Jinul’s Zen Thought comprehensively explains the thoughts of Jinul who is regarded as the most venerable monk of zen Buddhism in the history of Korea. Many theses and academic papers have been written about the achievements of Jinul; but there is only limited research that systematically synthesizes the teachings and philosophy of the monk. This book therefore is significant because it is the first attempt to explain the theory, as well as life, of Jinul. This book is composed of seven parts. The first part briefly outlines the life of Jinul and discusses the historical context in which he lived and wrote. The second chapter explains the characteristics and the structure of Jinul’s thought about zen Buddhism. The remaining four chapters explore his theory of mind, sudden awakening, gradual cultivation of mind and zen practice based on “hwadu” (“koan” in Japanese; “”gongan”” in Korean). The Buddhist monk Jinul (1158-1210) in Goryeo Dynasty (918-1392) declared that zen (meditation) is the mind of Buddha; and the doctrine is the lesson of Buddha. During his lifetime, Ji-nul tried to harmonize and unify the two seemingly opposite ideas of zen and doctrine. Since that time, Jinul’s teaching has become the basis for Korean Buddhism. Jinul lived during the period of military officers’ involvement in politics, revolution, and political corruption. Political disturbance was at its peak. Buddhism also was closely linked with corrupt domestic politics. Ji-nul thought that through the purification of Korean Buddhism, the nation would be cleansed of political corruption and disturbances. WANG Geon founded Goryeo after the chaotic periods ended. Korean became divided into two sects: one which advocated the importance of zen and the other the importance of the doctrine. Although some Buddhist monks tried to bridge the gap between the two, such an attempt failed. The result was further corruption of the religion. Jinul, however, suggested a new method of zen practice. Jinul is known as the propagator of“jeonghye-ssangsu” (the parallel cultivation of mental concentration and insight) that embraced all Buddhist sects at that time, and“dono-jeomsu”(sudden awakening first and gradual cultivation later). Basically, he wanted to unify the doctrine with zen. The author GIL Hui-seong sees Jinul as a mediator between the two masters: monk Wonhyo (617-686) of the Silla Dynasty (57 BC -668) and Seosan (1520-1604) of the Joseon Dynasty (1392-1910). The three are the most prestigious Buddhist monks in Korean history. Ironically, the three had never traveled to or studied in China. They acquired the consummate level of zen without going abroad to study. Inheriting Wonhyo’s theory of“harmonization of doctrinal disputes,”Jinul mediated the teachings of Wonhyo and Seosan, thus narrowing the gap of 1,000 years. Ji-nul was zen Buddhist monk and a prolific writer.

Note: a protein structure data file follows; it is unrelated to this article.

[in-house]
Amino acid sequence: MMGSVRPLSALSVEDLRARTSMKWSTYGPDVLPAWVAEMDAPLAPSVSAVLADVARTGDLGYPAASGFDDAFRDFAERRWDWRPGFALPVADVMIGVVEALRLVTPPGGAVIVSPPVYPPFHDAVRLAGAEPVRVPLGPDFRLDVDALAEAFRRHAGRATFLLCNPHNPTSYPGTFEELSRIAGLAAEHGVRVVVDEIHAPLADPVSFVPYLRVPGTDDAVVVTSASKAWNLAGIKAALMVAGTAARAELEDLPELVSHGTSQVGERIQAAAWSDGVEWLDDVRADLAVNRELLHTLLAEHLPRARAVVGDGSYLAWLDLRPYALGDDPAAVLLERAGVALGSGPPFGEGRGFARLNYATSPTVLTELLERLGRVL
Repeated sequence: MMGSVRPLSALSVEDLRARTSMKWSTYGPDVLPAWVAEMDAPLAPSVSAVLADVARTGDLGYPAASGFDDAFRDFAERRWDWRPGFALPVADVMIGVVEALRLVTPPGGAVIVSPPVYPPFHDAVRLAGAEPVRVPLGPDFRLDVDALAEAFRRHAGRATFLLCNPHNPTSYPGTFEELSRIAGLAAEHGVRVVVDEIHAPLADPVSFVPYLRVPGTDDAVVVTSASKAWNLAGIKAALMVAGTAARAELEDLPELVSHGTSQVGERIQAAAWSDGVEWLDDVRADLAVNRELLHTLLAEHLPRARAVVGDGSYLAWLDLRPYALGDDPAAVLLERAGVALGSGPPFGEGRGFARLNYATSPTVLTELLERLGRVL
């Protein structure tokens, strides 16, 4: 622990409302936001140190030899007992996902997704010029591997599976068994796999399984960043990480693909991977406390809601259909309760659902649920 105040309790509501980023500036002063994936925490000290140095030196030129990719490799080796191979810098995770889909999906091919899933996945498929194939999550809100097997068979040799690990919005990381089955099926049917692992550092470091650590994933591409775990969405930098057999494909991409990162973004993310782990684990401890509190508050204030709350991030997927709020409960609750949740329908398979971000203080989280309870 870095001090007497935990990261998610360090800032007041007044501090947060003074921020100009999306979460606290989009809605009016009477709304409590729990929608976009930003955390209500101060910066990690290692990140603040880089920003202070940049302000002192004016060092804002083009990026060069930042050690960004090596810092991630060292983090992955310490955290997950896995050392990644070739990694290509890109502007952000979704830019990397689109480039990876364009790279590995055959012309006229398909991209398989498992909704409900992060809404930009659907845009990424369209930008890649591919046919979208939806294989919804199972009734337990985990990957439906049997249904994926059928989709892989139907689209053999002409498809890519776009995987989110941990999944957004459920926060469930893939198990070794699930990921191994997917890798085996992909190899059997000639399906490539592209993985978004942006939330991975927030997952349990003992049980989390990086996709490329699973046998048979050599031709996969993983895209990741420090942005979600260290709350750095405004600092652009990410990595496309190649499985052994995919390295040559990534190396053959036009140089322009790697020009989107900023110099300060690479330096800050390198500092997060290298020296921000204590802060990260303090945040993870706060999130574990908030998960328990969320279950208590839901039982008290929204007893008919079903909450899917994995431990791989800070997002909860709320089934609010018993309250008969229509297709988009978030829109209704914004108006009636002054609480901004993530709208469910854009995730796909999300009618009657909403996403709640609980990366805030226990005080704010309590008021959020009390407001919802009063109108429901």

For more information about this and similar books from Korea, please visit: http://www.koreanbooks.or.kr/